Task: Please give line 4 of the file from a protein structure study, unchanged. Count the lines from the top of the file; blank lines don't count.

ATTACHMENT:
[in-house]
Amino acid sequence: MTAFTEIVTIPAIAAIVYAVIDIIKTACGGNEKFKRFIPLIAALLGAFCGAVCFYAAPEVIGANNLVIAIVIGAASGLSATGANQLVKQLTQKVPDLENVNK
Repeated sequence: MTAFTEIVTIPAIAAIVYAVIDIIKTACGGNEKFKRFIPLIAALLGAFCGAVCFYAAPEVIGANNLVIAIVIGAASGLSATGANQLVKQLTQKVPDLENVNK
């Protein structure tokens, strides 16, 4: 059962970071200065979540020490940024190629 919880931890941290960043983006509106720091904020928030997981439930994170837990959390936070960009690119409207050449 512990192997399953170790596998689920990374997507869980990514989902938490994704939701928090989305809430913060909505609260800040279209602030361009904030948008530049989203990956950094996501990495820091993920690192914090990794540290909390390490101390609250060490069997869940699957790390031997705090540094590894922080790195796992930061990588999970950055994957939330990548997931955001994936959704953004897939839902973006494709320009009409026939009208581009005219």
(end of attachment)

């Protein structure tokens, strides 16, 4: 059962970071200065979540020490940024190629 919880931890941290960043983006509106720091904020928030997981439930994170837990959390936070960009690119409207050449 512990192997399953170790596998689920990374997507869980990514989902938490994704939701928090989305809430913060909505609260800040279209602030361009904030948008530049989203990956950094996501990495820091993920690192914090990794540290909390390490101390609250060490069997869940699957790390031997705090540094590894922080790195796992930061990588999970950055994957939330990548997931955001994936959704953004897939839902973006494709320009009409026939009208581009005219």